Through many examples of small meditations that are easy to add into your life, Hanh is putting forth two messages. The first is that anyone can meditate because you can meditate just about anywhere and just about any time. You don’t have to be sitting like a pretzel, your eyes don’t have to be closed, and it doesn’t have to be quiet.

The second message is that more accomplished meditators need to expand the practice out of the easy space and into life as we live it. That meditating while sitting and then not being mindful the rest of the day or week, is like attending church on Sunday and not thinking of God again until the next Sunday.

There are a lot of simple examples packed into this book. When I finally understood how what Hanh was saying directly spoke to me and that I could implement some of the examples now and then add others later on, I started really getting into the book, the examples and the reasoning behind the examples. This is not that long of a book, and when I got to the end I wanted more.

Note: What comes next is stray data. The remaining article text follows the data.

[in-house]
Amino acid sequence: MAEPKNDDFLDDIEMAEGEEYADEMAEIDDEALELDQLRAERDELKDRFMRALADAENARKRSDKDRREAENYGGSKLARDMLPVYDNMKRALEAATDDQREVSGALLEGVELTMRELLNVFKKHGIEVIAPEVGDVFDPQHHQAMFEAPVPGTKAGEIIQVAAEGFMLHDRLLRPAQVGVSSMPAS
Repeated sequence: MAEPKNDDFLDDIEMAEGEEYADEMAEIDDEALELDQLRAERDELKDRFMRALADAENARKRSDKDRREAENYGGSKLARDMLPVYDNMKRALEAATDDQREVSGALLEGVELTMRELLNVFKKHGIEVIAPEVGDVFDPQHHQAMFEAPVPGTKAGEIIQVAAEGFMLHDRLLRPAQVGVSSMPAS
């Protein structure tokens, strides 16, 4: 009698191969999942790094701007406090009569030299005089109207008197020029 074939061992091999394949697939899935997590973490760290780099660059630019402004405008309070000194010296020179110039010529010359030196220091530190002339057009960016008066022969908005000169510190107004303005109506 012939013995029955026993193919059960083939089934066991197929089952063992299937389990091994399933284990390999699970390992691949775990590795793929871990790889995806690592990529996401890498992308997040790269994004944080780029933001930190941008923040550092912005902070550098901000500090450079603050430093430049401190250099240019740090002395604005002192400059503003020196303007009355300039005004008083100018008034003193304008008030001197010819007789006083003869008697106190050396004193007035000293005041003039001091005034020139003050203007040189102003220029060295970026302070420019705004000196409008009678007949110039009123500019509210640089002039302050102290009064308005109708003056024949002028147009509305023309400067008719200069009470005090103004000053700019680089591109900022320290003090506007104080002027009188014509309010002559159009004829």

I would recommend this book that is looking to deepen their spirituality through meditation or prayer. Or if you are just looking to increase your mindfulness as you go through your day.

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Wednesday, November 23, 2011

Some progress to report on the Remodeling

Since the last time I posted on the remodel we have made some progress.  Mostly due to Wendy’s diligence.  We have installed a French door, some tile, and carpet in the family room.  We also carpeted the guest room in the same carpet.


Here are some before and after pictures.

















And here are some of it now:



Same tile as in the hallway.  We need to still get the trim up around the door.
















We weren’t expecting the fireplace to be wrapped in carpet again.  Now that it it we may keep it and put a wood border around it and the brick above the fireplace.



Close up of the carpet.  It really looks and feels good.



Norm and his son installed the carpet and did a great job if you are looking for someone, I would recommend him.